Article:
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Climate-ready Conservation

For decades conservationists have argued that protecting species is one of the most important approaches to achieving conservation objectives.

Climate change challenges this argument because ecosystems will change and will not provide the same requirements for species as in the past. The extent and nature of such changes in particular regions and ecosystems remain uncertain. However, effects of climate change on biodiversity and ecosystem are happening right now.

So, will a species-focussed, static approach to conservation be effective into the future? Almost certainly not! Conservation strategies based on incremental changes to current approaches are likely to be ineffective wherever climate change has major impacts on ecosystems.

Australian king parrot (Alisterus scapularis); a spectacular and much-appreciated bird found in backyards in eastern Australia. It is currently neither rare nor endangered, but how will it fare under climate change? (Photo: John Manger, CSIRO)
Australian king parrot (Alisterus scapularis); a spectacular and much-appreciated bird found in backyards in eastern Australia. It is currently neither rare nor endangered, but how will it fare under climate change? (Photo: John Manger, CSIRO)

Instead, a dynamic, transformational approach is needed to re-frame objectives in the face of large, uncertain environmental change. We need to ask ‘conservation of what, for what and for whom?’ The world is changing and in response we are moving towards new relationships between people and nature.

So what would a dynamic, transformational, ‘climate-ready’ approach to conservation objectives look like? First, it would need to be able to accommodate large amounts of ecological change. Secondly, it would remain relevant, feasible and legitimate under a range of uncertain trajectories of ecological and social change. Finally, it would recognise the multiple dimensions of biodiversity and ecosystems as experienced and valued by society.

Early morning rowers on Lake Burleigh Griffin, Canberra. (Photo: Willem van Aken, CSIRO)
Early morning rowers on Lake Burley Griffin, Canberra. The lake is artificial, created by the damming of the Molonglo River, yet it has enormous cultural and amenity value for the people of Canberra (Photo: Willem van Aken, CSIRO)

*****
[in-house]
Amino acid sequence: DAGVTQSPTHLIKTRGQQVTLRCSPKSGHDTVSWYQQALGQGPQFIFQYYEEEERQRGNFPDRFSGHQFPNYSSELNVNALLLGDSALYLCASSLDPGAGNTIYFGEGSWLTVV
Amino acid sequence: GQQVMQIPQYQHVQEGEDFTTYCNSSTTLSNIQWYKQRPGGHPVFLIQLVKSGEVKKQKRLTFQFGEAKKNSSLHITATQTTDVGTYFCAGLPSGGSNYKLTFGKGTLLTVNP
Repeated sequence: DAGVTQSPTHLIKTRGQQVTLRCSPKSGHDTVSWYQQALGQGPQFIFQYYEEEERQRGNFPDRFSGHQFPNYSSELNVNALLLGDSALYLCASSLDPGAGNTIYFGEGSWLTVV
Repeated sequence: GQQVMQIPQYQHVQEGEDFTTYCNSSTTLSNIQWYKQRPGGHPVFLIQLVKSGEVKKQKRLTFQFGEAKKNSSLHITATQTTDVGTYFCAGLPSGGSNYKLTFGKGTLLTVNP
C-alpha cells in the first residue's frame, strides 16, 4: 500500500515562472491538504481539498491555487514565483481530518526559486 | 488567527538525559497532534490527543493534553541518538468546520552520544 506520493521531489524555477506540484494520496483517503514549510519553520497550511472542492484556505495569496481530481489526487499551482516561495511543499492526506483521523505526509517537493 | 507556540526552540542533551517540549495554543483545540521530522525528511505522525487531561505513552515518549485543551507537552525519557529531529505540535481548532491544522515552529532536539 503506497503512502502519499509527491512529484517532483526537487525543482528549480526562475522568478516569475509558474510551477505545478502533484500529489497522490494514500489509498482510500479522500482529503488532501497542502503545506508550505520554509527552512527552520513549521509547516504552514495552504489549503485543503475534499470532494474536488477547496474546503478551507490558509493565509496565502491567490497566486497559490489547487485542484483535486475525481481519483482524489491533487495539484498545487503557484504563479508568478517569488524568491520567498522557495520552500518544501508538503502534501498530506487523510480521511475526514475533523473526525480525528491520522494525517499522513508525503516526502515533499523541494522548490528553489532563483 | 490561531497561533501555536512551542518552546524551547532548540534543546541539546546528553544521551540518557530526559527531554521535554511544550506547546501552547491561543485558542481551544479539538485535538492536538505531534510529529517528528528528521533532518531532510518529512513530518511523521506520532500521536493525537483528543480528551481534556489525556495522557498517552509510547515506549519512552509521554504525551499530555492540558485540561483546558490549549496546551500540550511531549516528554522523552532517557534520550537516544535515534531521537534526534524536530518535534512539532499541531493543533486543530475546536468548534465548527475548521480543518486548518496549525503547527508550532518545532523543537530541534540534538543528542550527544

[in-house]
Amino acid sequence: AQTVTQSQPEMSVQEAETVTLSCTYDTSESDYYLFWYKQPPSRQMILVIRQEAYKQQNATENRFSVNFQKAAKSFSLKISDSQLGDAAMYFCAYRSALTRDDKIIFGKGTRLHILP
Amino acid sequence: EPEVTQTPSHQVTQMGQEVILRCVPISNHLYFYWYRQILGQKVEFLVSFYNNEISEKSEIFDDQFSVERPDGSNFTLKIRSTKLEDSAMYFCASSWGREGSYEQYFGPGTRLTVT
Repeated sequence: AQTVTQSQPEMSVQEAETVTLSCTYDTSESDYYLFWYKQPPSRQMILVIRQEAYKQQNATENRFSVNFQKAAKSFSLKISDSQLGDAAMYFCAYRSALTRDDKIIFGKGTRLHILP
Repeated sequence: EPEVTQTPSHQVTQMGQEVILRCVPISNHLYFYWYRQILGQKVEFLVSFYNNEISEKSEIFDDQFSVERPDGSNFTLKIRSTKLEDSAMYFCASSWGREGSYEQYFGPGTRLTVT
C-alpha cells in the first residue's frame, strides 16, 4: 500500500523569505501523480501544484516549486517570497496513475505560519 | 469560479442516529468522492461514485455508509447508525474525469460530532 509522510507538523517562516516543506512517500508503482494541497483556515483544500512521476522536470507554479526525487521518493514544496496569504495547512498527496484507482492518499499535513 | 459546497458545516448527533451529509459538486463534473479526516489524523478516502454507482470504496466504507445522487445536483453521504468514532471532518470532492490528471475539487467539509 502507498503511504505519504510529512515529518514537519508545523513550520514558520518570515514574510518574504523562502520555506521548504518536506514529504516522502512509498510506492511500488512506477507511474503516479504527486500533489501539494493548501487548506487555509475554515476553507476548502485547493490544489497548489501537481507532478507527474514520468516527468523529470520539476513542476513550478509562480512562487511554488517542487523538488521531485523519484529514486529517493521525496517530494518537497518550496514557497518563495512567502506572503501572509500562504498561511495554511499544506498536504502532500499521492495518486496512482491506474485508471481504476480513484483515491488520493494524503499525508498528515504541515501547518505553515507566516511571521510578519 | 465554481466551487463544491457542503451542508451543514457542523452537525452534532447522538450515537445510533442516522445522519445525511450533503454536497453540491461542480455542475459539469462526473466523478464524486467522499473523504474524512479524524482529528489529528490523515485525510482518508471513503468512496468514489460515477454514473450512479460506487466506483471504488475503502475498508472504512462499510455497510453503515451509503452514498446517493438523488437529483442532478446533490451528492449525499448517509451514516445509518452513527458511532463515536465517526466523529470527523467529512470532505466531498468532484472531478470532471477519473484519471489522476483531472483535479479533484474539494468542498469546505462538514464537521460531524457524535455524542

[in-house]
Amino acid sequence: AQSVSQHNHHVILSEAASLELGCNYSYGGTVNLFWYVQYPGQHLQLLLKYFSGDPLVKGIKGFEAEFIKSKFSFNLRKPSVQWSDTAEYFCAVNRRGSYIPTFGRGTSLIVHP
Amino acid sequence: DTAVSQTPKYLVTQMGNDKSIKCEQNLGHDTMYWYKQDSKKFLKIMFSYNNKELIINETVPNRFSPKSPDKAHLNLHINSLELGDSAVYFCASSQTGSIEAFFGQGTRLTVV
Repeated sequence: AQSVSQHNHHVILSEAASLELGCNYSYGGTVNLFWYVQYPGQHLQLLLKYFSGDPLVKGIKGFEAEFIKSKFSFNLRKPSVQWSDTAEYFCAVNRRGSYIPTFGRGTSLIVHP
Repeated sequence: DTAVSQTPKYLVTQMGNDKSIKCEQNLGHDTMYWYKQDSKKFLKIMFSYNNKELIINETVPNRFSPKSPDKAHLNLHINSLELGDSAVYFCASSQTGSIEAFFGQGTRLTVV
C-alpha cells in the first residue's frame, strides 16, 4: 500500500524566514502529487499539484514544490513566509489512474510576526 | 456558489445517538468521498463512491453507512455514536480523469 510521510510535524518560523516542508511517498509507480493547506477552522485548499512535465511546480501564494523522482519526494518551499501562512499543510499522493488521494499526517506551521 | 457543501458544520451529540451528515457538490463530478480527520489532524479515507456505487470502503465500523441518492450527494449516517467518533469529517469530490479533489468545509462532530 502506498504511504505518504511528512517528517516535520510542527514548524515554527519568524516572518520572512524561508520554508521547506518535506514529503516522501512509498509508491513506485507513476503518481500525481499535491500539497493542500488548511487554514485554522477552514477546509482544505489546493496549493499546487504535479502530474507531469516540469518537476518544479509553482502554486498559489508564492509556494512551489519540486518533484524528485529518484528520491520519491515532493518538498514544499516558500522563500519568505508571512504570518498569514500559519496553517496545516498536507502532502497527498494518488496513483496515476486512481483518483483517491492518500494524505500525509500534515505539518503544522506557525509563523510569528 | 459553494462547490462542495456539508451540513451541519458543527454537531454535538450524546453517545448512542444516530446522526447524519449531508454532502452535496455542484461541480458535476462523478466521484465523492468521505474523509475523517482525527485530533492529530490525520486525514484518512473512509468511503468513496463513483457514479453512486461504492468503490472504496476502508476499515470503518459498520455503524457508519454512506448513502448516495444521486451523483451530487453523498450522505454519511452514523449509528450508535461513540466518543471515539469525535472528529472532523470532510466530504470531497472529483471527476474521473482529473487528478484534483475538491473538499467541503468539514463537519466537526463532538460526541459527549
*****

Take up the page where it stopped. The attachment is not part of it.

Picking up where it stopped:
A new approach to conservation requires consideration of societal values, institutional rules, and scientific and experiential knowledge. The interaction of values, rules and knowledge forms a means for a re-framed perspective, whereby conservation to maintain ecosystem processes and biodiversity provides benefits for society as it adapts to climate change.

To put a new approach to ‘conservation by people’ into practice requires engagement, learning, and co-creation. Dialogue about shared and differing aspirations and world views on conservation is an essential part of the process of change.

For more information:

Colloff, M.J., Lavorel, S., van Kerkhoff, L.E., Wyborn, C.A., Fazey, I., Gorddard, R., Mace, G.M., Foden, W.B., Dunlop, M., Prentice, C., Crowley, J., Leadley, P. and Degeorges, P. (2017, published online) Transforming conservation science and practice for a post-normal world. Conservation Biology http://dx.doi.org/10.1111/cobi.12912

Wyborn, C.A., Dunlop, M., Dudley, N., van Kerkhoff, L. and Guevara, O. (2016) Future Oriented Conservation: knowledge governance, uncertainty and learning. Biodiversity and Conservation 25, 1401-1408. http://dx.doi.org.10.1007/s10531-016-1130-x

Dunlop, M., Parris, H., Ryan, P. and Kroon, F. (2013) Climate-ready Conservation Objectives: A Scoping Study. National Climate Change Adaptation Research Facility, Southport, Qld. https://www.nccarf.edu.au/publications/climate-ready-conservation-objectives-scoping-study